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Two years ago, Muc-Off launched a new service called “Chain Optimisation.”  What this service involves is taking a slightly used chain and applying their Chain Optimisation process and making it more efficient and therefore faster.

In a sport where every detail is scrutinised to gain maximum performance, I decided to put my chain through Muc-Off’s Chain Optimisation service and see what differences it made.  Before getting to the test, it’s worth understanding what this process involves.

Process explained

How the process works is that a worn chain (with ideally 500km of use) is cleaned by being placed into Muc-Off’s Ultrasonic Tank.  The tank emits high-frequency sound waves that pulse through cleaning liquid, removing any dirt from deep within the chain. Next, High-Pressure Quick Drying Degreaser is applied that leaves the surface clean, before lubrication is applied, which is key.


Each process is important in its own right, but the lubrication process is vital and deserves its own explanation.

For the lubrication process, Muc-Off use their Ludicrous AF or Hydrodynamic lube.  As the Engineers explained “The lube is gently heated to the precise temperature required to create the optimum viscosity for the lube to penetrate deep into all contact points within the chain links.” 

The next part is fascinating as the Engineers note that “The lubricants themselves contain organic friction modifiers, which with their polarised heads and nonpolarised tails, attach themselves to either side of the base oil’s surface to form a low-friction shear plane. It’s this combination of formulation and application which results in reduced friction, increasing the amount of watts making it through the drivetrain and therefore the rear wheel.”

To simplify the science, the heated lube is applied and it binds to the clean chain, which consequently runs more efficiently over the components.

This process has undergone rigorous testing by elite cycling teams such as INEOS Grenadiers, EF Education-NIPPO, Canyon/SRAM, Team BMC Pro Triathlon and Team GB.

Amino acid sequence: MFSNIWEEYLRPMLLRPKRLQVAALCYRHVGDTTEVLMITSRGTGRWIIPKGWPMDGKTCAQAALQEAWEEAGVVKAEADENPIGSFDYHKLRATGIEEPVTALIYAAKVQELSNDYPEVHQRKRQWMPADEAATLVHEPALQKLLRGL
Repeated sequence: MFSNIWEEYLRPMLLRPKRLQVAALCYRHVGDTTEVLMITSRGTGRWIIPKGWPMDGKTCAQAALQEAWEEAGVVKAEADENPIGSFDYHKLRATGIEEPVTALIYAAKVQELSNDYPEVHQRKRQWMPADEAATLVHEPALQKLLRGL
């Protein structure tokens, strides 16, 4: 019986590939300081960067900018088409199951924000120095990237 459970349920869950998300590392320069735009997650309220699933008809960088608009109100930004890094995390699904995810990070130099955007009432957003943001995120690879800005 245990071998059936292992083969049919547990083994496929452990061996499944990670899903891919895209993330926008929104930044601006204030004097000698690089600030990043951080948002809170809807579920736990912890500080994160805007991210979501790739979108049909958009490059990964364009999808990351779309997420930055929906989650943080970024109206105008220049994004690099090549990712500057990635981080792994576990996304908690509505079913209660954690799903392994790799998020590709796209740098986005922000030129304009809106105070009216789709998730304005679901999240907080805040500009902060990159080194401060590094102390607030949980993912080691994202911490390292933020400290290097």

Does it really work?

I was intrigued to see if this really did work and if there were benefits for a cyclist who is not competing for Grand Tour wins, like me. 

To undertake this experiment, I took a new chain and spent several weeks riding, wearing in the chain to Muc-Off’s recommended usage, which is 500km.  I cycled slightly more, totting up 623km, in total.

Testing round 1 and 2

When I first installed the new chain, I did a control ride on Zwift, to baseline my results.  I decided to undertake this test using a smart trainer to ensure a fair test.  In addition, I noted all the parameters the same, such the course, the in-game bike used as well as measuring my weight. This would be to ensure a when I re-tested, I would use the same settings to ensure a like-for-like test. 

The route I used was a truncated Ven-Top route (on Zwift), measuring 7.6km.  This is an excellent course to undertake such a test because there is a short flat section before the route ramps up.

In my control test, I was able to ride at 331 watts, pushing 4.6 w/kg, completing the course in 21-minutes and 49-seconds.

After 600km kilometres of riding with the new chain, I conducted another test to see if there was a difference in results, so keeping the parameters the same, I conducted a second test.  The results were near identical.

I managed to produce 332 watts, covering the route in 21-minutes and 50-seconds, pushing 4.6 w/kg.